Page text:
The subject matter of Yvette’s Summer House exhibition at Gallery Ecosse [Halcyon Cottage, Exeter NSW] is Le Corbusier’s Le Cabanon. The cabin where he spent summer holidays and the only dwelling he designed for himself. Built in 1952, it is situated in Cap-Martin on the Cote Azure.
The works are very much like psychological spaces. Le Corbusier’s idea of a monastic cell being essential for the artists’ creative incubation of ideas. He did much designing in the cabin and nearby studio, and laboured over the search of the perfect human scale in modular apartment design.
His cabin is all encompassing of art, design and architecture that was the Bauhaus philosophy of Gesamtkunstwerk. These images lend themselves to explore painterly geometric abstraction and a very modernist sensibility while also being interiors and figurate images. In that way they play with depth and flatness.
Some of Yvette’s Life in Art …. so far
Yvette was 22 and virtually unknown when she won the inaugural Metro 5 Art Prize, in Armadale with The Koperszmidt Connection (2002), a series of seven oil portraits of female members of her family, including herself (2nd on the right) and her mother. She beat 531 entries and collected Australia’s biggest prize for young artists, $40,000.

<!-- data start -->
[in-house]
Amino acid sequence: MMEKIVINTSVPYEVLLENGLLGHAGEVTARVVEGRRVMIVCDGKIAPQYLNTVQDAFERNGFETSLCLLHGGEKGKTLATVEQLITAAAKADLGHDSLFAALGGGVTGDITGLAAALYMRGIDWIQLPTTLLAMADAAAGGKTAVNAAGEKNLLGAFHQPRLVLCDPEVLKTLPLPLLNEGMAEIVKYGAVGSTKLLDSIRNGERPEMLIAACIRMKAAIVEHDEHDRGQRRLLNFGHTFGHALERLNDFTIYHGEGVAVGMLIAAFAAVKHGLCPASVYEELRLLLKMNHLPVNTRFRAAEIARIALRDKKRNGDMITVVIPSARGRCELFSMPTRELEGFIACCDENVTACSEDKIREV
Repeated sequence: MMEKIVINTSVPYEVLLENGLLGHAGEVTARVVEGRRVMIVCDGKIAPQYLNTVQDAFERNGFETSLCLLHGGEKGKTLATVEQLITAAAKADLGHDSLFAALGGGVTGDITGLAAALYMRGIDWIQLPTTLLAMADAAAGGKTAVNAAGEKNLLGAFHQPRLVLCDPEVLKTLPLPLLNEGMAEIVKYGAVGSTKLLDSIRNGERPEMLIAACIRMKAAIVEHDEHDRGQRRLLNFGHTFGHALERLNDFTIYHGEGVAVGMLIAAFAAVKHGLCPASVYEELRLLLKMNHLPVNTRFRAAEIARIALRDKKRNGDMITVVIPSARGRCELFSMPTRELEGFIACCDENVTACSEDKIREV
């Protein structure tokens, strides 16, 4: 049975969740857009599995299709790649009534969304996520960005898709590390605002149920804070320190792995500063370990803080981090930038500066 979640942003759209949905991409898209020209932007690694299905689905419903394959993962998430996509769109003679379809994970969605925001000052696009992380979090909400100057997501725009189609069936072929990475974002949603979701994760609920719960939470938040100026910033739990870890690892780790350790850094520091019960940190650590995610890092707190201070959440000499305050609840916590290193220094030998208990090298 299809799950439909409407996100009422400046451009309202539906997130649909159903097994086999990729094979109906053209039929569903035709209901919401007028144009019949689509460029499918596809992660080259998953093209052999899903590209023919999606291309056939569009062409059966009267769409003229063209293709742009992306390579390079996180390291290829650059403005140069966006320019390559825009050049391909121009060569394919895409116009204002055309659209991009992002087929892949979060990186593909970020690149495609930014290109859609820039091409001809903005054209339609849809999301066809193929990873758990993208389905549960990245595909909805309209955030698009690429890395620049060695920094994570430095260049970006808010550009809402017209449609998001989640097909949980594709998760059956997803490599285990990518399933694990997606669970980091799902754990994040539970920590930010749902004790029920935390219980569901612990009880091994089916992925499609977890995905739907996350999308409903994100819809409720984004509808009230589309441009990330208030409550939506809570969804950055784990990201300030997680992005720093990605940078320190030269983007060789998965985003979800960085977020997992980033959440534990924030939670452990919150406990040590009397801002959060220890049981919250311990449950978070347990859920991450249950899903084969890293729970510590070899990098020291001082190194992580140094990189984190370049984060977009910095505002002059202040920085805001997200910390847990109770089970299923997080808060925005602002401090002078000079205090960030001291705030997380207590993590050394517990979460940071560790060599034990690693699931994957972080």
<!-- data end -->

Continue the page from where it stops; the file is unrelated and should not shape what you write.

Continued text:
“Her work shows an interest in the psychological depths of personality, but is very human at the same time. This is not just a series of realist portraits – there is a sense of her discovering her family. You look for the relationship between the panels.” [Janine Burke]
In nearly a decade since she has twice been an Archibald Prize finalist (2008, 2009), on three occasions a finalist in both the Doug Moran National Portrait Prize and the Portia Geach Memorial Award and the Metro 5 Art Award in each of 4 years , 2004-07.
In a 2010 exhibition, Loft Suite, held at the Chalk Horse Gallery, Sydney, Coppersmith’s paintings took as their focus, not human subjects, but instead the interior of an artist’s studio. In this instance, space became the subject of inquiry and investigation through which Coppersmith constructed a Baudelairean context around which the lives of individuals and creative events took place.
Forever in Blue Jeans is a stunning 6 panel work featuring her model and muse, Melbourne-based curator Mark Feary. It presents here as a kind of specimen, or even spectacle, in a glass box for the world to inspect and dissect. Coppersmith refers to the work as a kind of homage to the power of desire at work between artist and muse, as an element of sublimation.